Awareness - May 23, 2024 - We Welcome

Awareness - May 23, 2024

Immigration legislation in several states is facing legal challenges

Oklahoma is the latest state to be sued by the federal government over a state law that would make it a state crime to be in the state illegally, giving state law enforcement officers the ability to arrest immigrants who arrived in the country between ports of entry. It would require that these individuals leave the state within 72 hours of conviction or release from custody. The Department of Justice is suing the state on the grounds that the law violates the U.S. constitution, which has placed immigration enforcement authority under the purview of the federal government.

Texas and Iowa have also passed similar legislation and both also face similar lawsuits filed by the Department of Justice (DOJ). Several other states have either passed similar laws or have similar legislation in various stages of consideration on their congressional docket. To find out if your state has enacted similar legislation, check out this state map on immigration enforcement and consider contacting your state legislators, encouraging them to allow the federal government to enforce immigration and to urge the U.S. Congress to work together to pass bipartisan comprehensive immigration legislation that is secure, efficient, and humane. Check out our website for tips and sample scripts for contacting your elected officials.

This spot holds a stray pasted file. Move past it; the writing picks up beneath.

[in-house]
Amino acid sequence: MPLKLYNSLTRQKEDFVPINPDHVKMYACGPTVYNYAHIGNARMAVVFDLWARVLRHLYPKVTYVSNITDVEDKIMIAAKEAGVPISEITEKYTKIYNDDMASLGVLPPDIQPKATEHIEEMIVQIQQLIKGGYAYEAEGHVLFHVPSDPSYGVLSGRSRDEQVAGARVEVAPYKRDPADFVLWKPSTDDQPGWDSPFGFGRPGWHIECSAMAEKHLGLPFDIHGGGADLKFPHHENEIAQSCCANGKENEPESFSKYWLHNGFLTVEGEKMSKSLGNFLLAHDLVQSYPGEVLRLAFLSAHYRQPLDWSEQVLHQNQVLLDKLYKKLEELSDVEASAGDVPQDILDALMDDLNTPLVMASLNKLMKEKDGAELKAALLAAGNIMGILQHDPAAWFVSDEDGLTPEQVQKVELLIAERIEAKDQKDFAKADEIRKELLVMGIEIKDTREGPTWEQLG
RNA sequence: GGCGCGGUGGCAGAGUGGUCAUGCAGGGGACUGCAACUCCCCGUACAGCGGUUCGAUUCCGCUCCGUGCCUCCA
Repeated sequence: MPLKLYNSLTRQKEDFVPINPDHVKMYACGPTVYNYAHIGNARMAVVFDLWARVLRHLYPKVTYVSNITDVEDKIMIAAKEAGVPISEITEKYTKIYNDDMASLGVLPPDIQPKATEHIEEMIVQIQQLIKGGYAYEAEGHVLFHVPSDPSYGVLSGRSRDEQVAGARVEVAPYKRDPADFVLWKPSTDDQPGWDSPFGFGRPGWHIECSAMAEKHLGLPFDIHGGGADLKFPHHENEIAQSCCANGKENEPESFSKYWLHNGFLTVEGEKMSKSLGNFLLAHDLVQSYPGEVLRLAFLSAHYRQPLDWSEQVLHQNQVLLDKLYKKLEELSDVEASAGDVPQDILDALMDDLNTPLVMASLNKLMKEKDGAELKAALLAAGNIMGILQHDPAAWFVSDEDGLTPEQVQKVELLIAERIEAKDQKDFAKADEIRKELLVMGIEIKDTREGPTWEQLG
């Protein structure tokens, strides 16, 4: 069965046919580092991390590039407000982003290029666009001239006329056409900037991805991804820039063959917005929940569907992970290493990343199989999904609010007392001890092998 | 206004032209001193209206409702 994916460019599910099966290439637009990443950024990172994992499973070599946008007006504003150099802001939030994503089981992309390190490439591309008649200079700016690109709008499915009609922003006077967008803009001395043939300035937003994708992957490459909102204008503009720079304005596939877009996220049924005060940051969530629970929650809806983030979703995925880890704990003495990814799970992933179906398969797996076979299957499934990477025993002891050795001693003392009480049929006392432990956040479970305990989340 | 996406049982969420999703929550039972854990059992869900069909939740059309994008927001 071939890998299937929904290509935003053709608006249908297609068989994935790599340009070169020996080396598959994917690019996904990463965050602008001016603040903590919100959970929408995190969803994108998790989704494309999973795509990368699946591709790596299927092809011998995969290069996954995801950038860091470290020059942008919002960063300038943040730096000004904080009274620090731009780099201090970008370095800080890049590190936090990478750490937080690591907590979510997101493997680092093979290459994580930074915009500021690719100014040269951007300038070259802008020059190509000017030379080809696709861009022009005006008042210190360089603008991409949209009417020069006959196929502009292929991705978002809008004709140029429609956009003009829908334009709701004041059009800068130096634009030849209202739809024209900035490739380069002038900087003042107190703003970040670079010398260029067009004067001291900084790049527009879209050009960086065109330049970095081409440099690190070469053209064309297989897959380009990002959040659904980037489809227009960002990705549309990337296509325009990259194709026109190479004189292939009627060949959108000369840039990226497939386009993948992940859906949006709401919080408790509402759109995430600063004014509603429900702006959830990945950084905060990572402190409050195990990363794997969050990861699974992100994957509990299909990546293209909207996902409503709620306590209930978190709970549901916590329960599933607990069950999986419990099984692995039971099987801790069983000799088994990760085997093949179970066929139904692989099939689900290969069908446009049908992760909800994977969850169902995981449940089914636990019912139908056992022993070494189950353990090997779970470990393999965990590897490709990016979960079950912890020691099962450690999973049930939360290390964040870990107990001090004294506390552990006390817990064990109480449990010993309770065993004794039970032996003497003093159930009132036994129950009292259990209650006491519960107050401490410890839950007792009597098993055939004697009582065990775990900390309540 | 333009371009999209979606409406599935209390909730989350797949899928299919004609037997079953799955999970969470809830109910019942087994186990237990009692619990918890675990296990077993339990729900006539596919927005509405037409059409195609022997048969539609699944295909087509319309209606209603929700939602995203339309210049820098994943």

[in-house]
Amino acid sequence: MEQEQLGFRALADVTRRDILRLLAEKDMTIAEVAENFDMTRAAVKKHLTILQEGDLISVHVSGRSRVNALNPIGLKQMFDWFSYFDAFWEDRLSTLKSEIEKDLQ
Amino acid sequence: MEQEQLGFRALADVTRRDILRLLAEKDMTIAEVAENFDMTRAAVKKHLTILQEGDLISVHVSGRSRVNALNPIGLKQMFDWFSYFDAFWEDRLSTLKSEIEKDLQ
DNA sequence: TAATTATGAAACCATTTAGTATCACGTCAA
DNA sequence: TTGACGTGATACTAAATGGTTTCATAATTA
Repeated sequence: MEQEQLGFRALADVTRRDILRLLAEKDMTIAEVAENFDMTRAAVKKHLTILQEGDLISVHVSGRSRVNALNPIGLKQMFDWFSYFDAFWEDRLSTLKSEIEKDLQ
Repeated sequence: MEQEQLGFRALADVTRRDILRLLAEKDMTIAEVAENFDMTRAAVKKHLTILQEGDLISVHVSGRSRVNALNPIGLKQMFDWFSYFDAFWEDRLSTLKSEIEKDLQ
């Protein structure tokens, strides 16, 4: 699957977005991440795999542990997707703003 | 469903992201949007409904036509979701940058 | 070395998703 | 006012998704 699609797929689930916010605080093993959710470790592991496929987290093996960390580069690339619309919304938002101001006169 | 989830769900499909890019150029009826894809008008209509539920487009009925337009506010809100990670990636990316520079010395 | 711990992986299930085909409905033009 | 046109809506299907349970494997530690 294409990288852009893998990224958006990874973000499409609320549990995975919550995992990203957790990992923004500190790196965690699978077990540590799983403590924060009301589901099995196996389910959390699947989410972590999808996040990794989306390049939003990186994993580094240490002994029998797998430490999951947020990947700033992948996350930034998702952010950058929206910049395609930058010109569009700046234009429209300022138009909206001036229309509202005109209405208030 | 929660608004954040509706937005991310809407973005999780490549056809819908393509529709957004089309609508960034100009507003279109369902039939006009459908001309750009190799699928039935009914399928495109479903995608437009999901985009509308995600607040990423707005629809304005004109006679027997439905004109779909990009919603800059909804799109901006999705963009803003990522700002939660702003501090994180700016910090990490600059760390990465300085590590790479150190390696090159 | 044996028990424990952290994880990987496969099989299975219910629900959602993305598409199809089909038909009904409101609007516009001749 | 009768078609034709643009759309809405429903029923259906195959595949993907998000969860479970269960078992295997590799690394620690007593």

A student from Pakistan graduates from college one year after being granted asylum

Nabeel Younis fled Pakistan with a group of friends after the group was persecuted for their Catholic beliefs by Muslim extremists. The group arrived in Panama for a youth conference attended by Pope Francis and then left Panama for the U.S. in 2021. They were detained by Border Patrol when they arrived in California, where Younis was separated from his friends. He requested asylum and stayed with a sponsor and wore an ankle monitor during that time. With the support of his sponsor, he was able to enroll in community college. He also worked two jobs once he received his work permit. In May 2023, after several court appearances, he was granted asylum. 

“It just seems like a dream, I still remember the day we were trying to enter the United States and all the difficulties that we had getting beaten up by cartels then getting detained, not only in Mexico, but also in the United States,” Younis said. “I just wanted to find a sanctuary where I could live a very peaceful life where I could practice my religion — let alone go to college and graduating.” He plans to continue his education at Cal State University.